Selectboard tackles waste water ordinance, mowing contract and pesky lighting situation

The Town of Charlotte, VT

The Charlotte Selectboard hit the ground running this past week at its April 9 meeting. Selectboard member Lane Morrison kicked off the two-hour session with discussion concerning amendments for the wastewater disposal ordinance at Thompson’s Point. The ordinance, which was put into place in 1993, is supposed to be updated every five years. The last update, however, was in 2007.

Based on a recommendation from member Carrie Spear, the Selectboard went through the ordinance updates line by line for the first hour of the meeting. They were joined by members of the Thompson’s Point Wastewater Advisory Committee, who provided more specialized knowledge on the residences at Thompson’s Point.

Most of the changes to the wastewater ordinance concerned the tightening of preexisting language. The Selectboard held lengthy discussion on what would be defined as “garbage” under the updated ordinance and ultimately decided that organic waste would be included as such. Other topics covered the placement of new pumps and the existing wastewater services at Lane’s Lane. Seasonal occupants will not be required to hook up to the public sewage system for another 10 years. 

Discussion of the ordinance will continue at the next Selectboard meeting, and Morrison stated it will be another two or three months before the updated document becomes official. The cost of hookup for Lane’s Lane residents to the public sewage system has not yet been discussed.  

The Selectboard then shifted gears for the awarding of lawn mowing and brush hogging contracts. The $25,750 bid from landscaping company Mow Mow Mow was approved by the board. A $5,360 cemetery bid and $2,595 brush hogging bid from were also approved. All bids included an additional hourly cost of $35 per hour if needed by the landscaper.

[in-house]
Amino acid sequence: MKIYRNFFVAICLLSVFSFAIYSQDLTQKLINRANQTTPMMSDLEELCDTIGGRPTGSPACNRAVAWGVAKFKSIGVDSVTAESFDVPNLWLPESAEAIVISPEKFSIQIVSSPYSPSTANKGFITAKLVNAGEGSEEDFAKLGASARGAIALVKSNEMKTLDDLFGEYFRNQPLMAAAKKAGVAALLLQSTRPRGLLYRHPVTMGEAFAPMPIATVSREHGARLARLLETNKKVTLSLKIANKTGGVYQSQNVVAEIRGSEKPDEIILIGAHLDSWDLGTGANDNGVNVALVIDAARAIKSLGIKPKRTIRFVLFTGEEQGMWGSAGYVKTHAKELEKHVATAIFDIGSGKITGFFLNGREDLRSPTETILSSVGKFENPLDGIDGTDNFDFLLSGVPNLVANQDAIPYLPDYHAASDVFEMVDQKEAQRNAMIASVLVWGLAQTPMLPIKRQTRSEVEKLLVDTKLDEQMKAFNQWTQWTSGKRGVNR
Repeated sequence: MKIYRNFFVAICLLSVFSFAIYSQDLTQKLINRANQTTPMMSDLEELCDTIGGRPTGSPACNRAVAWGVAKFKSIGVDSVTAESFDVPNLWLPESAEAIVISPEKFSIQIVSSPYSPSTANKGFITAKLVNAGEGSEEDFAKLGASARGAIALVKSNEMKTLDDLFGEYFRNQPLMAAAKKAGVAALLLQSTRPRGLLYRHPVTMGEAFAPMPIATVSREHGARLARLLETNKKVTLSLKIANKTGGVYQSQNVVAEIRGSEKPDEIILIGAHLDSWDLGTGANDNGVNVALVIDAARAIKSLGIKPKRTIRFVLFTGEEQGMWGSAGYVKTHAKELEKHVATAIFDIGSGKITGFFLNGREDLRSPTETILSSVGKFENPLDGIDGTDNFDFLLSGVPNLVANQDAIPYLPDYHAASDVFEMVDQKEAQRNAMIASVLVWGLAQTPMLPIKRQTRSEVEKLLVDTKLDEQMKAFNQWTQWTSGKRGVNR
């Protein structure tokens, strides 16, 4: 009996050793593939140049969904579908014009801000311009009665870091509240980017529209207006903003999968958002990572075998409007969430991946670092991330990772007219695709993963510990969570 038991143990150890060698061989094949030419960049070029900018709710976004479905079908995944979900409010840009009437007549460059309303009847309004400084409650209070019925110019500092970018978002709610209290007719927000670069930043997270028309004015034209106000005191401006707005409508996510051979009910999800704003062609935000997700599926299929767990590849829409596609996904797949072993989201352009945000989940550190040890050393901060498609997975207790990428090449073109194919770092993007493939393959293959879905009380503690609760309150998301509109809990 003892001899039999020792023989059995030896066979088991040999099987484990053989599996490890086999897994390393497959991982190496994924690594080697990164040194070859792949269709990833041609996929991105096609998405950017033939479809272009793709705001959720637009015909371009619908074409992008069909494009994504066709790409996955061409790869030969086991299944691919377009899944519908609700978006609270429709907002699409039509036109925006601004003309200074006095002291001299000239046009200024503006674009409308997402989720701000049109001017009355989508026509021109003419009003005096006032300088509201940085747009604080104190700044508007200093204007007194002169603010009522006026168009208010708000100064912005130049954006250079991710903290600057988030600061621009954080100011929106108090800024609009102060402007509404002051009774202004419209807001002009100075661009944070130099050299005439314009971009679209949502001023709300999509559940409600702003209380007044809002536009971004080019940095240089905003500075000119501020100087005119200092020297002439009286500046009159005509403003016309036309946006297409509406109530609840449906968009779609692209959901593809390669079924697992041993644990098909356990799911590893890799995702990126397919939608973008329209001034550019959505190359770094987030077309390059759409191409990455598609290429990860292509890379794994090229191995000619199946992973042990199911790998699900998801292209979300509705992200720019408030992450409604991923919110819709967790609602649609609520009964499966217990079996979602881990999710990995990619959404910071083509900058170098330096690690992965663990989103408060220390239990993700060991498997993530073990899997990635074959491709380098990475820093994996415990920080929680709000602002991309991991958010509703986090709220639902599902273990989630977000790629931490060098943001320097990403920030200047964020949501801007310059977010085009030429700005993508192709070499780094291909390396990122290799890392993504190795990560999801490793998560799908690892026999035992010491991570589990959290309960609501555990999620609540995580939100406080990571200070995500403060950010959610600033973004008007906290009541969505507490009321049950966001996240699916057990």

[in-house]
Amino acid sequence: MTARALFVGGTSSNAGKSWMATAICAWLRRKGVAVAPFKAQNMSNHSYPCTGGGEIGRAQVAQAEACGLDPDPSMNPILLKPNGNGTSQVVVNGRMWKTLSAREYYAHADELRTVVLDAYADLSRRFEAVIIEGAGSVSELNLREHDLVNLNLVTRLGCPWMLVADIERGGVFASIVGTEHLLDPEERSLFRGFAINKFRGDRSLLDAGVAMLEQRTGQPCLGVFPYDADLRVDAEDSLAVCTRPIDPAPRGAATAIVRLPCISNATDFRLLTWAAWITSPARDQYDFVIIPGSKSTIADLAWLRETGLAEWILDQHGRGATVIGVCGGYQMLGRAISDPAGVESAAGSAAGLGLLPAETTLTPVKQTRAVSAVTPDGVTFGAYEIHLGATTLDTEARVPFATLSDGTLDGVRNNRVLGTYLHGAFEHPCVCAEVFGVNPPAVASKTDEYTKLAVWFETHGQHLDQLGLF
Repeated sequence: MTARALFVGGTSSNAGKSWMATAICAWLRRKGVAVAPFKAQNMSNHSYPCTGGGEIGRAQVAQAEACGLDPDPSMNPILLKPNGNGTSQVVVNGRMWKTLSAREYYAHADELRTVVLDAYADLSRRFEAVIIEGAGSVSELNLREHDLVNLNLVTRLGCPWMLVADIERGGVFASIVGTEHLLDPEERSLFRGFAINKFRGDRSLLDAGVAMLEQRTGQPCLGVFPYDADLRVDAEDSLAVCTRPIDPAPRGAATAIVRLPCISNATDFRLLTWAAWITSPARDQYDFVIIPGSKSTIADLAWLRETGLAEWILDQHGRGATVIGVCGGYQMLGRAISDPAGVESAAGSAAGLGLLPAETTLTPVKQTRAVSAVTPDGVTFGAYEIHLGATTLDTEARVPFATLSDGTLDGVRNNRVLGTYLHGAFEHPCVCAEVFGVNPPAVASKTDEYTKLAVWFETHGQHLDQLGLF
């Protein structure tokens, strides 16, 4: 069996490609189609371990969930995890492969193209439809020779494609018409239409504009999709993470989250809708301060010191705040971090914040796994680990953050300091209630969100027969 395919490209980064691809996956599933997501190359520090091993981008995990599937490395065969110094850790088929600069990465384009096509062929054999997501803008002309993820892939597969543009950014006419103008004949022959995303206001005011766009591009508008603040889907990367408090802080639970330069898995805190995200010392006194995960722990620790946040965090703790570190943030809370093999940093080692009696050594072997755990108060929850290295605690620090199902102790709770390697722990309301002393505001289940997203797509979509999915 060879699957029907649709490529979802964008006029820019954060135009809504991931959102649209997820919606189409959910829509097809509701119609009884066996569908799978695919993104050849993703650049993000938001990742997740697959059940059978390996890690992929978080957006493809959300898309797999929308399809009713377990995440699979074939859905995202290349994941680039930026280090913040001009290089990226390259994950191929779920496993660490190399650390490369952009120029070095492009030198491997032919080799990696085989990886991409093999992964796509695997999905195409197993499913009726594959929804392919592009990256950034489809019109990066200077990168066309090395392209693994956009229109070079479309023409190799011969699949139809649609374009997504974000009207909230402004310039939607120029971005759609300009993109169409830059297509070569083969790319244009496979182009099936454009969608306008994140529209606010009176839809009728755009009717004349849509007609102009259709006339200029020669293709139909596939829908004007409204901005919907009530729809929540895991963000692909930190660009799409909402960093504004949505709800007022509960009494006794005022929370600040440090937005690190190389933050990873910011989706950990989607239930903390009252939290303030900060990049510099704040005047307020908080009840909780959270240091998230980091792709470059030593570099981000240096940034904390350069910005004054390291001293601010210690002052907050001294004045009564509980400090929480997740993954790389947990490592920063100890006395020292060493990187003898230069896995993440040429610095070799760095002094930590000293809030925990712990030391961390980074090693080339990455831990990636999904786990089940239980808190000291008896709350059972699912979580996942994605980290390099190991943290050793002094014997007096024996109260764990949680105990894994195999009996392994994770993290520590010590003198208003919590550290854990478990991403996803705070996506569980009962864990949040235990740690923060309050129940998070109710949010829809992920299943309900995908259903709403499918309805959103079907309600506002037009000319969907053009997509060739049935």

Jen Holliday of the Chittenden Solid Waste District then spoke to Selectboard members about the Rover collection event scheduled for July 28. The Rover event will provide Charlotte residents with a safe method for removing any hazardous waste that they may have in their homes. Holliday spoke to safety protocol and potential locations for this summer’s events. The board ultimately approved the hosting of the event at the town salt shed rather than the Charlotte Central School due to safety concerns.

Road Commissioner Hugh Lewis Jr. later presented a paving plan to the Selectboard. The plan covers Church Hill Road from Hinesburg Road to Route 7 North, Ferry Road from Route 7 North to the train station, Greenbush Road from Common Way to Thompson’s Point Road, Spear Street from Bingham Brook Road to Robert Marble’s house, Spear Street from Guinea Road to Green Acre Farm, and Lake Road from Ferry Road to Whalley Road. 

Lewis said he would like to have the roads paved before the first of July and that the scale of the project will be determined by its budget. He encouraged Selectboard members to forgo choosing the cheapest bid based on previous experiences. The Selectboard agreed with Lewis to award bids for road paving on a same-day basis to speed up progress.

The Selectboard also oversaw several interviews for various town boards, committees and commissions. David Ziegelman was reappointed to the Trails Committee for a two-year term ending in April 2020. Rebecca Foster and Bill Kallock were reappointed to the Energy Committee for a two-year terms ending in April 2020. Kevin Burget stepped down from the Trails Committee and was appointed to the Conservation Commission for a four-year term ending in April 2022. Bill Fraser-Harris and Greg Smith were reappointed to the Recreation Commission for three-year terms ending in April 2021, and are joined by new appointee Bill Pence. Stuart Bennett was reappointmed to the Zoning Board of Adjustment for a three-year term ending in April 2021.

Following interviews, the board approved updates to the Local Emergency Operation Plan. 

Town Administrator Dean Bloch then gave an overview of an ongoing situation with a building owned by Reset Properties. The lights on the Ferry Road building have been a subject of complaint among neighbors since before 2006. The property owner currently owes the town $4,525 in legal fees regarding a lawsuit involving the lights, which he still has not removed. The Selectboard agreed to send an electrician and police officer over to the property to remove the lights, charging the property owner for the labor.

Before adjourning, the Selectboard approved minutes from its two previous meetings.